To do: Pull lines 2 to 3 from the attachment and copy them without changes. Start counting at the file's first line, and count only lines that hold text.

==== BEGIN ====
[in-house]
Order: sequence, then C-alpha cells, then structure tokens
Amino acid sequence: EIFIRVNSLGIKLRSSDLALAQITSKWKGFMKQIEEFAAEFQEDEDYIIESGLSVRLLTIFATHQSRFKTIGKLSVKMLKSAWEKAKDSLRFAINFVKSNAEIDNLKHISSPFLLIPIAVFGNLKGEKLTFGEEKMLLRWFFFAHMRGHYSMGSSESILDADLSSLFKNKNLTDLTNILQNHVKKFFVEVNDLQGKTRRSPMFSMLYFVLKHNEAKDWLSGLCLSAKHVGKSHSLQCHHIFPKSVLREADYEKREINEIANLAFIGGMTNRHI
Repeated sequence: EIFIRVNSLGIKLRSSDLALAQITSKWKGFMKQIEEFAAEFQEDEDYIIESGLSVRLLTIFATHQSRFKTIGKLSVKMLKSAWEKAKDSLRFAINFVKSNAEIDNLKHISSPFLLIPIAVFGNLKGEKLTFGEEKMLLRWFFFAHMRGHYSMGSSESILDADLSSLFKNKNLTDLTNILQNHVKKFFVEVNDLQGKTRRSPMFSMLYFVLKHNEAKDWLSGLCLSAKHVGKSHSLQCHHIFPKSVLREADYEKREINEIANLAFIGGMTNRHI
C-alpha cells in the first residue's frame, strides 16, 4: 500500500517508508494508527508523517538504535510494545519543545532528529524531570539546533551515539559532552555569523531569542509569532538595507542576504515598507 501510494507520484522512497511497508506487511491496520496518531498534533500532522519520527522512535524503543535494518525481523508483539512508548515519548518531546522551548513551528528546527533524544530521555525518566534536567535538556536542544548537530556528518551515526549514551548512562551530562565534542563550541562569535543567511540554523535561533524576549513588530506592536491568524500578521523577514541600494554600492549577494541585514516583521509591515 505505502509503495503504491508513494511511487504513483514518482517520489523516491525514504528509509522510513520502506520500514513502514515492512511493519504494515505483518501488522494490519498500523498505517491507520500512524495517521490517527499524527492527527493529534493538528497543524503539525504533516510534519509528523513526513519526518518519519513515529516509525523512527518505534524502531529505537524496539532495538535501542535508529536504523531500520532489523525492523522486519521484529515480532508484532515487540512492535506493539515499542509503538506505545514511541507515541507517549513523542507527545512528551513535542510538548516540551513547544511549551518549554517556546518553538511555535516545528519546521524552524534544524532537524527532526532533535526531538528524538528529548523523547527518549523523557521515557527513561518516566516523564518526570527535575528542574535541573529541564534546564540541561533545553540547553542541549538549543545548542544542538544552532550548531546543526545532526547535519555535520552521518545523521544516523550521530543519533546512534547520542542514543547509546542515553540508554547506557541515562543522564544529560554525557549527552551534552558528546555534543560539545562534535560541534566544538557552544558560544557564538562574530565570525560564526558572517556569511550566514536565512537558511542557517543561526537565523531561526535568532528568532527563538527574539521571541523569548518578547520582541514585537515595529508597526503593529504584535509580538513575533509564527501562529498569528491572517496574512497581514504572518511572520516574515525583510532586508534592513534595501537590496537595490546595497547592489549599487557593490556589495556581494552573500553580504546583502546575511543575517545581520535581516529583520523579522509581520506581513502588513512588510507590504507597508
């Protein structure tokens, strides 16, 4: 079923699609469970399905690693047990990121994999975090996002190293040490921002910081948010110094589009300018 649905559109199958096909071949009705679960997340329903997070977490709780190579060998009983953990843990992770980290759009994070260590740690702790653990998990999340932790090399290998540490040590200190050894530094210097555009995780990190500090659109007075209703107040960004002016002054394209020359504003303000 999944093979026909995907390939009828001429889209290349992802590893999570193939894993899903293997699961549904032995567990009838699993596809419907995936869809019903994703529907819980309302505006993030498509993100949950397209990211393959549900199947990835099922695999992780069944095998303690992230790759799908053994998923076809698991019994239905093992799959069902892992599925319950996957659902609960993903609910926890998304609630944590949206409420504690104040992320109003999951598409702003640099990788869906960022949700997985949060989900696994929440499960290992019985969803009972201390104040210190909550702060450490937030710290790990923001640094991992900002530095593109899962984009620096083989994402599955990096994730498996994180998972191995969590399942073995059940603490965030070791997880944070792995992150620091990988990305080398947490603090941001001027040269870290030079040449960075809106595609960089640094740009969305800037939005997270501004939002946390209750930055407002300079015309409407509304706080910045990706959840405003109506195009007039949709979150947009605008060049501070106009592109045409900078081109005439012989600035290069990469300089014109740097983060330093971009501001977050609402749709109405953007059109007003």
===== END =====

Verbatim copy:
Order: sequence, then C-alpha cells, then structure tokens
Amino acid sequence: EIFIRVNSLGIKLRSSDLALAQITSKWKGFMKQIEEFAAEFQEDEDYIIESGLSVRLLTIFATHQSRFKTIGKLSVKMLKSAWEKAKDSLRFAINFVKSNAEIDNLKHISSPFLLIPIAVFGNLKGEKLTFGEEKMLLRWFFFAHMRGHYSMGSSESILDADLSSLFKNKNLTDLTNILQNHVKKFFVEVNDLQGKTRRSPMFSMLYFVLKHNEAKDWLSGLCLSAKHVGKSHSLQCHHIFPKSVLREADYEKREINEIANLAFIGGMTNRHI